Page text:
The Battalion and the Spitfires: hmmm, let’s see if we can get through a preview of the OHL final, which starts tonight in Windsor without resorting to dozens of dirty war-infused hyperbolic clichés sports writers live off this time of year.
Or we could go with the most obvious question lede: Can Battalion general Cody Hodgson shoot down the Spitfires and earn yet another medal?Hodgson is the most decorated player in junior hockey right now and probably the best hockey player outside the NHL. And if the Battalion is to knock off Windsor, ranked as Canadian junior's No.1 team for the bulk of '08-'09, he'll be the catalyst.
While Hodgson's hockey acumen is nothing new at this point - he did, after all, lead the WJC in scoring as an alternate captain and was named the OHL's most outstanding player this week - In reality, the 2009 OHL final is a sweet breeze of fuzzy-faced freshness full of players, coaches and fans who haven't been here before.
There's no doubting backroom deals at OHL draft time systematically keep the same clubs on the top of the heap. Still, the right to play in the OHL championship series still remains a socialist ideal. Brampton and Windsor will become the 12th and 13th clubs to reach a league final in the past eight seasons. During that time, neither the Spits nor the Battalion caught a whiff of the league finals. It's taken the Battalion 11 seasons since expansion to get out of the first round. Windsor's last league final was 21 years ago. Between 2001 and 2008 these two counted just six playoff series wins between them.
So Spits coach-GM team of Bob Boughner and Warren Rychel, and Brampton’s one-man coach-GM Stan Butler will probably remind their charges that this chance doesn’t come around too often. Perhaps they’ll remind themselves. Although Butler knows this lesson well – he's been with Brampton for all 11 seasons and is finally here. While Boughner and Rychel have taken their team from worst to first in just three seasons since jumping in the Spits' cockpit, the city of Windsor hasn’t gone this deep into spring hockey in two decades.
Rating the regular season: Windsor (57-10-1, 115 pts) was ranked the top team in Canada for most of the season, which instantly slots the Spits as favourites here. Brampton (47-19-2, 96 pts) racked up the same amount of points as Windsor (46) after the trade deadline.
Playoff payoff (2009 playoff numbers): Windsor’s (12-3, 79gf-49ga, PP 26.2%, PK 78.2%) Western Conference final victory over London must be the hardest fought five-game series on record in that every game went to overtime. Brampton (12-4, 59gf-44ga, PP 19.5%, PK 83.1%), and Butler, proved something by beating the favoured Bulls in six games on the Eastern front.
Youthful exuberance: Adding to the haven’t-been-here, haven’t-done-this vibe is the youth of some of this series’ biggest stars. The most purely gifted offensive forward in this series, Windsor’s Taylor Hall (late ’91 birthdate), isn’t even eligible for the NHL draft until 2010 – and he’s been dynamic in the playoffs for Windsor with 27 points (11g, 16a) in 15 games. Who doesn’t know and love the puck skills of Ryan Ellis (’91) after he became a media fave during the World Juniors? He’s tied with Hall for the team lead in points through victories over Owen Sound in 4 games, Plymouth in 6, and London in 5. Ellis’ll go in the top half of this summer’s NHL draft.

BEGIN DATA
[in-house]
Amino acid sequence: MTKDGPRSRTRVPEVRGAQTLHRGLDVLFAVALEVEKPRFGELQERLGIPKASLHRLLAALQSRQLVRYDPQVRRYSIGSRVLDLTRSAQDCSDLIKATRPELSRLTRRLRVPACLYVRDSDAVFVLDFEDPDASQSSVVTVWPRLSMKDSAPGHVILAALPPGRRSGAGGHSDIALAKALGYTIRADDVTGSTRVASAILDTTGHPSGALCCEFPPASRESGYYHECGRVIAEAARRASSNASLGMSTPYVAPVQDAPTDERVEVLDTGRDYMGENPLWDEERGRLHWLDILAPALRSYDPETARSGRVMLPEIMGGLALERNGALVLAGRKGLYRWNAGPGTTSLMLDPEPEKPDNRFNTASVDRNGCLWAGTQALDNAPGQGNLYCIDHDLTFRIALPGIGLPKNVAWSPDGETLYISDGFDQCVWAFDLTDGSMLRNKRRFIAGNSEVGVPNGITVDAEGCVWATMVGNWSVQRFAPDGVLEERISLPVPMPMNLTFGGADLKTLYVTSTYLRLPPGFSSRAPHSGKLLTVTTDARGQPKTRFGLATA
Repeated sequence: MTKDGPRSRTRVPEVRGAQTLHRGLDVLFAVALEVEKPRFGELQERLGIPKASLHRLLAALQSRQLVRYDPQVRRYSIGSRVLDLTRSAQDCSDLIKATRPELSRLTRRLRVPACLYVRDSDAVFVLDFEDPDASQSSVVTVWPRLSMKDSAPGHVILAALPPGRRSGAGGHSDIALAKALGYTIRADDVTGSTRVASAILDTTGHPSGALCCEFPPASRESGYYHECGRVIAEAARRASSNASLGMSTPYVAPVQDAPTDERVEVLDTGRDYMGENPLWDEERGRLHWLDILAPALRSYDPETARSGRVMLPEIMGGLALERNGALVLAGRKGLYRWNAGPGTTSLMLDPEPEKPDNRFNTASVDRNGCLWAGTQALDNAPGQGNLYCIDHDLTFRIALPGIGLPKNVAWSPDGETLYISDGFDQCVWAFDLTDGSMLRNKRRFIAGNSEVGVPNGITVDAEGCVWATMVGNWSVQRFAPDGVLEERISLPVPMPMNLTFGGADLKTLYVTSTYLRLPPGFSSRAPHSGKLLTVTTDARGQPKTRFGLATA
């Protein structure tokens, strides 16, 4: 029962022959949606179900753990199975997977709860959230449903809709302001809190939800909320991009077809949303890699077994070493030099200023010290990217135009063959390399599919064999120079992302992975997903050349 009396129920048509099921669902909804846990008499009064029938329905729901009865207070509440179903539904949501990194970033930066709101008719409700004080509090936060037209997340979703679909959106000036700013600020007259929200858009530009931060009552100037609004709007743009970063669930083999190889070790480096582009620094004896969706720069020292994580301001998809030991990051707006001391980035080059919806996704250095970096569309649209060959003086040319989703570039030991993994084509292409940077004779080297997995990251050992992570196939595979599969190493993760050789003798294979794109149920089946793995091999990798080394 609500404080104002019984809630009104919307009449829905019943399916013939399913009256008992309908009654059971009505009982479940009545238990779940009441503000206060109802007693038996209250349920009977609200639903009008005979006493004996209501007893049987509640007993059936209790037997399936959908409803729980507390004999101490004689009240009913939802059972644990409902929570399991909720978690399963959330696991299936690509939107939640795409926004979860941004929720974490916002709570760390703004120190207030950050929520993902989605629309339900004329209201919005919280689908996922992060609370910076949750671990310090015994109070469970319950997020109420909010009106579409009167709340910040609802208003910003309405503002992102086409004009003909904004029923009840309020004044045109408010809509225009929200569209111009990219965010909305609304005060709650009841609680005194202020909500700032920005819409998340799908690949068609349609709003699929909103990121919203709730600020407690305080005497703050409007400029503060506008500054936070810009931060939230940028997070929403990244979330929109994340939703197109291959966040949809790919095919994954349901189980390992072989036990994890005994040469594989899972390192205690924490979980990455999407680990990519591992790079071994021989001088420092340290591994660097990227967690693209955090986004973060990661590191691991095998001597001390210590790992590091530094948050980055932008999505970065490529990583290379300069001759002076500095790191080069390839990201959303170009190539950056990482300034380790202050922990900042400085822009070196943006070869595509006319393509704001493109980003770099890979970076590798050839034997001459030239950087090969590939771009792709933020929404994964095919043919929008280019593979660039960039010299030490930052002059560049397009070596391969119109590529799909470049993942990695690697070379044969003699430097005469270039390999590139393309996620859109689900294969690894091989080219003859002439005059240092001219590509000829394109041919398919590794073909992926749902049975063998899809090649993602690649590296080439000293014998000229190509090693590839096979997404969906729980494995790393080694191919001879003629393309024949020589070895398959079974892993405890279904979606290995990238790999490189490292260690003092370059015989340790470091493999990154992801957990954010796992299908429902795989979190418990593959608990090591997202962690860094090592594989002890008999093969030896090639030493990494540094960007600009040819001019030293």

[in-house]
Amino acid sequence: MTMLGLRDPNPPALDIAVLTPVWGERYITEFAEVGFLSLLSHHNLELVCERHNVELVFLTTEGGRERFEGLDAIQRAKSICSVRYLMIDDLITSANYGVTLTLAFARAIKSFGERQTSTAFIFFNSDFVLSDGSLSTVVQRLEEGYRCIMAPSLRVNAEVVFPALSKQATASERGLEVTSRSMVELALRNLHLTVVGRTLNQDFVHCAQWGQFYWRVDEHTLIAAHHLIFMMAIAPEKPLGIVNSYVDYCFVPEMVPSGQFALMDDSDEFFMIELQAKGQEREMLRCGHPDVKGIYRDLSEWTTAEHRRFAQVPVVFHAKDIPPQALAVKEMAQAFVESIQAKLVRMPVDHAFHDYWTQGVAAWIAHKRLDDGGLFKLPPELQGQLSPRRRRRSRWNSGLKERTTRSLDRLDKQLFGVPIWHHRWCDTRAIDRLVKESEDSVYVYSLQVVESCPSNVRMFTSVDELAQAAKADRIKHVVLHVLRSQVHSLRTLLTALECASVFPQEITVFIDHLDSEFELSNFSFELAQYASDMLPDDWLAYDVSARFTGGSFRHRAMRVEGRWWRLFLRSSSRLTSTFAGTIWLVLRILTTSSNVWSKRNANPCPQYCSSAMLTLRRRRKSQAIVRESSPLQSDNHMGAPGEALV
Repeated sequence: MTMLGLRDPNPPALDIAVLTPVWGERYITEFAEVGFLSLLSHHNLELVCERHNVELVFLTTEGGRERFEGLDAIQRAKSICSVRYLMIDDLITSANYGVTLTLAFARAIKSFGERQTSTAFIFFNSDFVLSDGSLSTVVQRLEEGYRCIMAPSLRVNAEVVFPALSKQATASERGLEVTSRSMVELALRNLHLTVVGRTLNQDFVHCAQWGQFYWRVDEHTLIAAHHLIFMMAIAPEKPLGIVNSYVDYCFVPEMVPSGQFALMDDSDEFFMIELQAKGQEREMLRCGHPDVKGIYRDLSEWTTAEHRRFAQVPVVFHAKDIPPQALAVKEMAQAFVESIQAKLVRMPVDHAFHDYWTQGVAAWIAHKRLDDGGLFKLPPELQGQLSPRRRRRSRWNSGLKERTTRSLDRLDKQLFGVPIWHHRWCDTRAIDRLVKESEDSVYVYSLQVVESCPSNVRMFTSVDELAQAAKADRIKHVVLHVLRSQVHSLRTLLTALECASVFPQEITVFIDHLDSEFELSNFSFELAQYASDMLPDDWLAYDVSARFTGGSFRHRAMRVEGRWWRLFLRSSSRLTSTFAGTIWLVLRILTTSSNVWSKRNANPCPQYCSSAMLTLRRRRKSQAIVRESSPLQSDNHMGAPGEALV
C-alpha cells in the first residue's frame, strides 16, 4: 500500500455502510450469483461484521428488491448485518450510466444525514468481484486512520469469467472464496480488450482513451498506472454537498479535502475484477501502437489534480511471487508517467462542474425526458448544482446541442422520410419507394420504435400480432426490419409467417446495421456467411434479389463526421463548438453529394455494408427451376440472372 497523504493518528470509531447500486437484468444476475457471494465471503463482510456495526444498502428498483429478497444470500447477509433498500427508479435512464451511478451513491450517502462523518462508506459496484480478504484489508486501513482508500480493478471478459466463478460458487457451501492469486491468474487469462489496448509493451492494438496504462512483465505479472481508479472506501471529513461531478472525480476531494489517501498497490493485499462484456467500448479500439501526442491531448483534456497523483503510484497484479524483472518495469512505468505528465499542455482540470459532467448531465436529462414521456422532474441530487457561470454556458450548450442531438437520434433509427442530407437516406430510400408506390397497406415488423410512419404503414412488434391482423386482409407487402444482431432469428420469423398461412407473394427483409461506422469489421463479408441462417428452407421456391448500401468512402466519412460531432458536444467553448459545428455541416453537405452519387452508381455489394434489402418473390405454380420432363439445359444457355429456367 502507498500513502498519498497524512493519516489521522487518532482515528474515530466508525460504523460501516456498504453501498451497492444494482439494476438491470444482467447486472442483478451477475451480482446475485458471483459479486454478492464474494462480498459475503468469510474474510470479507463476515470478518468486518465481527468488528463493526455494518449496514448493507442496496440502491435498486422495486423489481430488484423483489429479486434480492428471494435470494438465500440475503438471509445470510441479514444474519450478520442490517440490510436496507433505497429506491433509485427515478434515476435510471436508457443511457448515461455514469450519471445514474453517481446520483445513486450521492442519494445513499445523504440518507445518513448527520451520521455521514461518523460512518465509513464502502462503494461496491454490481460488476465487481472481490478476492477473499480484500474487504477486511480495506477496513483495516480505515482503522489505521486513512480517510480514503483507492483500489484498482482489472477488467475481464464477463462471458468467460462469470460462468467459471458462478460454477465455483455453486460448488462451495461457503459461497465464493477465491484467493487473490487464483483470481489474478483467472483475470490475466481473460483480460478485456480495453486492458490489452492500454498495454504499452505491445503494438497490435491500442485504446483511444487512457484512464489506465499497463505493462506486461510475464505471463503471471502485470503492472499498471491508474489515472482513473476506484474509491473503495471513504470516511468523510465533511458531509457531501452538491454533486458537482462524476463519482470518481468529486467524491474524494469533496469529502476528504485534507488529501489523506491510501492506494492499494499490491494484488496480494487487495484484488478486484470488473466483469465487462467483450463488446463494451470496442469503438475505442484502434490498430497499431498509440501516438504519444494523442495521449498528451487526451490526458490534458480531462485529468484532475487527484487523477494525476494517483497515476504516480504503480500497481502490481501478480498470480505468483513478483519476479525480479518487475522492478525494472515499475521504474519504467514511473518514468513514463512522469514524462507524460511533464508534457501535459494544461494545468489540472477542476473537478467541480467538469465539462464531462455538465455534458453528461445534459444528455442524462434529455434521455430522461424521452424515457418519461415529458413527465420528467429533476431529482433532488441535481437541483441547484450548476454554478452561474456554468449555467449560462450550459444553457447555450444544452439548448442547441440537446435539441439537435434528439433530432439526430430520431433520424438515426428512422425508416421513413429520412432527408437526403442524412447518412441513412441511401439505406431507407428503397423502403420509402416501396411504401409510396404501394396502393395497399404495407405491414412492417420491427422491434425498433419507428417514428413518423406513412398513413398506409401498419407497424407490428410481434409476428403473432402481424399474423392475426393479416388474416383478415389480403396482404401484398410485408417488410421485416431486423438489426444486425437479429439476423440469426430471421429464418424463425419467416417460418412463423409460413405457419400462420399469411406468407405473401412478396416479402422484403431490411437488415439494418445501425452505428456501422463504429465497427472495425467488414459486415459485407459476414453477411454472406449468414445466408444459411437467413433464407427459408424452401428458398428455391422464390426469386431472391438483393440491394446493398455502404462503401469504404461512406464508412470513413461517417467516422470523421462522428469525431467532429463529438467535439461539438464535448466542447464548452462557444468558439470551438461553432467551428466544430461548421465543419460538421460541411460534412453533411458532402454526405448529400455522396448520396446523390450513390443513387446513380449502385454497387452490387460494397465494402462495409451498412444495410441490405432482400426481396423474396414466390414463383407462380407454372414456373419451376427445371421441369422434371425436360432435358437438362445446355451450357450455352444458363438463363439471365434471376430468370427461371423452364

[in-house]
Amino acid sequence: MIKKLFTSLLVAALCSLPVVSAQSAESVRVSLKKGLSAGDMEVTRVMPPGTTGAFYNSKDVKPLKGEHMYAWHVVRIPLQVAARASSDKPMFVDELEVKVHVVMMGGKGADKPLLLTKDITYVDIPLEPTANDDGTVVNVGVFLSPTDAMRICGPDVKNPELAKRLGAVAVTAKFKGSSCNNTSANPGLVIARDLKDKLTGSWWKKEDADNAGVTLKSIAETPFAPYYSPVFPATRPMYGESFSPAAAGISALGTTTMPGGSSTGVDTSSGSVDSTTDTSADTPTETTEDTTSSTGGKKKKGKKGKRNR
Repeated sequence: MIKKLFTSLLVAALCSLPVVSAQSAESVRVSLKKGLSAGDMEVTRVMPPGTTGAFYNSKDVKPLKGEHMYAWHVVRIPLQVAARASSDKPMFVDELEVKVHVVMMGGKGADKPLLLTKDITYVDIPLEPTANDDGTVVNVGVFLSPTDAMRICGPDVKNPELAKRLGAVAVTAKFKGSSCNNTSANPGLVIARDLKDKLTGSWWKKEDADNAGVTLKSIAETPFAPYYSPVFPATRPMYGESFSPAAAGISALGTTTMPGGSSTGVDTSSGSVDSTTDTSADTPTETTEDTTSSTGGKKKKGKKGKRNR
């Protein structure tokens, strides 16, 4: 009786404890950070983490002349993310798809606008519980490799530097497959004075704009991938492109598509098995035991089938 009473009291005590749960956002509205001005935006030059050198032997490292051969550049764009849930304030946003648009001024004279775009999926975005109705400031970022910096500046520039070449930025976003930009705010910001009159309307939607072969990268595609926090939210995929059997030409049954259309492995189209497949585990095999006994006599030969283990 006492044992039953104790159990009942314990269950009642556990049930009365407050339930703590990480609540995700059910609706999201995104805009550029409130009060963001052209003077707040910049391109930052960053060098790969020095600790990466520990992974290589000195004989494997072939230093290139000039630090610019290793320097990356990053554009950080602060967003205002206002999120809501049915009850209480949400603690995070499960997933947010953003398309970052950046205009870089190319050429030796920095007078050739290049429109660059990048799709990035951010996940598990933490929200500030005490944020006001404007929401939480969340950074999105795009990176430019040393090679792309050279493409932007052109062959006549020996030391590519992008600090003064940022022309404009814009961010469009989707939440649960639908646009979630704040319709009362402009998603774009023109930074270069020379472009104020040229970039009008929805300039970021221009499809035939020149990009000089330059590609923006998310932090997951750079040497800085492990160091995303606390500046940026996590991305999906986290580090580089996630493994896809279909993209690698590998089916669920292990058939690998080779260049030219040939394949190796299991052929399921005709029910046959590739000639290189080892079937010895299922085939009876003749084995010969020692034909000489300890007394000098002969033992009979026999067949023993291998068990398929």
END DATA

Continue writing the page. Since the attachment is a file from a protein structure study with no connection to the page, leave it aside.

Brampton’s Matt Duchene is ranked even higher than Ellis for the ’09 Entry Draft. Scouting service Red Line Report even suggested recently that he’s a better prospect than John Tavares after one sizzled and the other fizzled this post-season. Duchene’s speed, two-way play and hockey smarts has been on display in the playoffs as Brampton knocked off Peterborough in 4, Mississauga St. Mike’s in 6 and Belleville in 6.
Game-changers: far as NHL-ready talent is concerned, Brampton has the three best in this series: Hodgson (Vancouver ’08, 10th), Evgeny Grachev (NY Rangers ’08, 3rd) and goalie Thomas McCollum (Detroit ’08, 1st).
Even before Hodgson played a leadership role for Canada’s world gold-winning juniors, he proved his value in Brampton following a late return to the OHL when the NHL Canucks kept him around out of training camp. He strolled back into the Bunker and his presence ignited Brampton’s blazing 16-game winning streak of October-November. The team had started 2-6 start without him. Hodgson is one of the most dangerous players in the OHL, but he’s obviously also the guy the team rallies around. He makes everyone better.
McCollum, a NHL first-rounder, rates better than Windsor’s starter Andrew Engelage, an undrafted overager. His numbers suggest he's the best goalie Butler's ever had. But, as has been the case all season, maybe that gives Engelage a little more incentive.
Windsor’s depth outclasses Brampton’s by a long shot. The club boasts gritty sniper Dale Mitchell (Toronto ’07, 3rd rounder), role player-turned-playoff clutch Eric Wellwood (undrafted ’90 and a Windsor boy, to boot) who scored two of the Spits’ OT winners versus London, and skilled Greg Nemisz (Calgary '08, 1st) as well as experienced blueliners Harry Young (New Jersey ’08, 7th), Ben Shutron (Chicago ’06, 4th) and Rob Kwiet.
Breakdown: Part of me thinks the leadership value of Hodgson-McCollum might be enough to finally put the Battalion over the top after a stretch of three regular season division titles in three years yielded so little post-season success.
But the fact remains, despite what people say about the pansification of hockey, big and tough still matters in the OHL playoffs. The Spitfires, the OHL’s most penalized team in the regular season by a long shot, have that in spades. They’ve got the artillery and are battle-ready (shit, almost made it).
Windsor moves on to the Memorial Cup with a tough six-game series victory.